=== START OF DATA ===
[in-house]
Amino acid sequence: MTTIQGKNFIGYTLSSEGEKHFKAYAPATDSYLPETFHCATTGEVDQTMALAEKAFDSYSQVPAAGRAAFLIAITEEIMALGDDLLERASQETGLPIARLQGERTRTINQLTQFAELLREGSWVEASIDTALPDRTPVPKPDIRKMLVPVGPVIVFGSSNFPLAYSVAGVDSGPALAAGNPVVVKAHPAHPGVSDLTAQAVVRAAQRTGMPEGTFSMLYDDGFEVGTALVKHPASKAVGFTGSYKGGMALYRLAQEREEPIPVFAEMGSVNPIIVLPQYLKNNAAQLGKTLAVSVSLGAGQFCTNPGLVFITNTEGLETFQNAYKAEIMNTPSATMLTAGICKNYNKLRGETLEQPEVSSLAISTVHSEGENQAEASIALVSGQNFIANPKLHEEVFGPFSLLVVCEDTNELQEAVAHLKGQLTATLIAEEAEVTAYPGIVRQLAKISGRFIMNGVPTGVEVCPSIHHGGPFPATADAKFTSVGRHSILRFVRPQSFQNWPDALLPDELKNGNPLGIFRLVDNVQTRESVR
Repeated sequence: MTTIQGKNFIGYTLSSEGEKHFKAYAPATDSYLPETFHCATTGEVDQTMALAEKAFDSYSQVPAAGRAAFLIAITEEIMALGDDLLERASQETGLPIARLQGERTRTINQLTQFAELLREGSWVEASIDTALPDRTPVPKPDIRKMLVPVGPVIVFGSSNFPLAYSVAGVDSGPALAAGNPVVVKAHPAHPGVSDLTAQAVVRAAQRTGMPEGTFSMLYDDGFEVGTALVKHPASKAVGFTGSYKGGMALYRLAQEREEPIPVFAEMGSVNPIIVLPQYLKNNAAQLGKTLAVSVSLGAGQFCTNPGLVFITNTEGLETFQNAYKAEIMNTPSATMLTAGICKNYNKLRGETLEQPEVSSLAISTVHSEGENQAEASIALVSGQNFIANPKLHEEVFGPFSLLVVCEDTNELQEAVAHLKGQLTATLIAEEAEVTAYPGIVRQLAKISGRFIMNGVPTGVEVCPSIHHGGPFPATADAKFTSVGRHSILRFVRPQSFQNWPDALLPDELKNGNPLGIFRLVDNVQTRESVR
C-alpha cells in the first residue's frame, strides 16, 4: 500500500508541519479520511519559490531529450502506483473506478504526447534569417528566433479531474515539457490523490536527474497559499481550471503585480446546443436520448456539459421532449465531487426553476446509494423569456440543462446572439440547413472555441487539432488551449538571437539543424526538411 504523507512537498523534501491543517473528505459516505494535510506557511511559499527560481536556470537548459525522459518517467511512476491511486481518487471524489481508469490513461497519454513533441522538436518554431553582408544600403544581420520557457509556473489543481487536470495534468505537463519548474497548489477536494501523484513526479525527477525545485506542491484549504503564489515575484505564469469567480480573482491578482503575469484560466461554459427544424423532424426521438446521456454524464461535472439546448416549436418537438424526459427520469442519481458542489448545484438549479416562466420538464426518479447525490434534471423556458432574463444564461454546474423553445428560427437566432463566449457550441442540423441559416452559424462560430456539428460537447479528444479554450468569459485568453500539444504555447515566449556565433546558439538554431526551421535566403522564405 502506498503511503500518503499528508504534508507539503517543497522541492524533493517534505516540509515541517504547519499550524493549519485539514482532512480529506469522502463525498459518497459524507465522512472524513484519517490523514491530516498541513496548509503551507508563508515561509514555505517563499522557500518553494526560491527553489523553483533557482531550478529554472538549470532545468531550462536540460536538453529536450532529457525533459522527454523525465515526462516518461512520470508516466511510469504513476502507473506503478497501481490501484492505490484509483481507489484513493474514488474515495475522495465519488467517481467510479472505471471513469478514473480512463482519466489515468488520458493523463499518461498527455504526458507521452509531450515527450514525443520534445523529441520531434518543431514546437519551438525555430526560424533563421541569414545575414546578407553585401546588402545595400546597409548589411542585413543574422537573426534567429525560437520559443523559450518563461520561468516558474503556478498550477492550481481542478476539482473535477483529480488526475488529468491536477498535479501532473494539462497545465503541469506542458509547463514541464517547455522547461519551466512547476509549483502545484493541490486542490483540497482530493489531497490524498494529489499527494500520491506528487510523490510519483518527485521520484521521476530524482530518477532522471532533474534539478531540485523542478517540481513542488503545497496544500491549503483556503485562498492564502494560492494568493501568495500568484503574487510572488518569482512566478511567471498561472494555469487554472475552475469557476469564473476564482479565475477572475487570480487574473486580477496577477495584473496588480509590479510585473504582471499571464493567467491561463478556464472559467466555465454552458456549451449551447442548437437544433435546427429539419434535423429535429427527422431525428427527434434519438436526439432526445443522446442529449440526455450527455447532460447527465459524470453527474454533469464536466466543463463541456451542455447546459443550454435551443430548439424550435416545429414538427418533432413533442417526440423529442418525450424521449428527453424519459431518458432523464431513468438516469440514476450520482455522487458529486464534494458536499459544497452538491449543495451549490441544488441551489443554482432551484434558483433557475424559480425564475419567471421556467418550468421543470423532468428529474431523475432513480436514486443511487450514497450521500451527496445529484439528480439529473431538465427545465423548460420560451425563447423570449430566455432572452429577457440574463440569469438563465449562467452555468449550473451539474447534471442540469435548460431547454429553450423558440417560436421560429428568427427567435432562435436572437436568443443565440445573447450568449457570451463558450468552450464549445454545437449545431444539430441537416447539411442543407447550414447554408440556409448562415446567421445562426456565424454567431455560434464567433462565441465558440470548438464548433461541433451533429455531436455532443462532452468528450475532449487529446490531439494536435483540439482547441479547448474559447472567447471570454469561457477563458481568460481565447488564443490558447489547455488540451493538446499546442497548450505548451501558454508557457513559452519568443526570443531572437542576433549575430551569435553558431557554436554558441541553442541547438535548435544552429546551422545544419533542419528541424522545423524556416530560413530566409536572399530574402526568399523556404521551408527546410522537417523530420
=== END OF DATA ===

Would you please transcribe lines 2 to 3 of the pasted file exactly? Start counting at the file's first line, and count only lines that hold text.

Amino acid sequence: MTTIQGKNFIGYTLSSEGEKHFKAYAPATDSYLPETFHCATTGEVDQTMALAEKAFDSYSQVPAAGRAAFLIAITEEIMALGDDLLERASQETGLPIARLQGERTRTINQLTQFAELLREGSWVEASIDTALPDRTPVPKPDIRKMLVPVGPVIVFGSSNFPLAYSVAGVDSGPALAAGNPVVVKAHPAHPGVSDLTAQAVVRAAQRTGMPEGTFSMLYDDGFEVGTALVKHPASKAVGFTGSYKGGMALYRLAQEREEPIPVFAEMGSVNPIIVLPQYLKNNAAQLGKTLAVSVSLGAGQFCTNPGLVFITNTEGLETFQNAYKAEIMNTPSATMLTAGICKNYNKLRGETLEQPEVSSLAISTVHSEGENQAEASIALVSGQNFIANPKLHEEVFGPFSLLVVCEDTNELQEAVAHLKGQLTATLIAEEAEVTAYPGIVRQLAKISGRFIMNGVPTGVEVCPSIHHGGPFPATADAKFTSVGRHSILRFVRPQSFQNWPDALLPDELKNGNPLGIFRLVDNVQTRESVR
Repeated sequence: MTTIQGKNFIGYTLSSEGEKHFKAYAPATDSYLPETFHCATTGEVDQTMALAEKAFDSYSQVPAAGRAAFLIAITEEIMALGDDLLERASQETGLPIARLQGERTRTINQLTQFAELLREGSWVEASIDTALPDRTPVPKPDIRKMLVPVGPVIVFGSSNFPLAYSVAGVDSGPALAAGNPVVVKAHPAHPGVSDLTAQAVVRAAQRTGMPEGTFSMLYDDGFEVGTALVKHPASKAVGFTGSYKGGMALYRLAQEREEPIPVFAEMGSVNPIIVLPQYLKNNAAQLGKTLAVSVSLGAGQFCTNPGLVFITNTEGLETFQNAYKAEIMNTPSATMLTAGICKNYNKLRGETLEQPEVSSLAISTVHSEGENQAEASIALVSGQNFIANPKLHEEVFGPFSLLVVCEDTNELQEAVAHLKGQLTATLIAEEAEVTAYPGIVRQLAKISGRFIMNGVPTGVEVCPSIHHGGPFPATADAKFTSVGRHSILRFVRPQSFQNWPDALLPDELKNGNPLGIFRLVDNVQTRESVR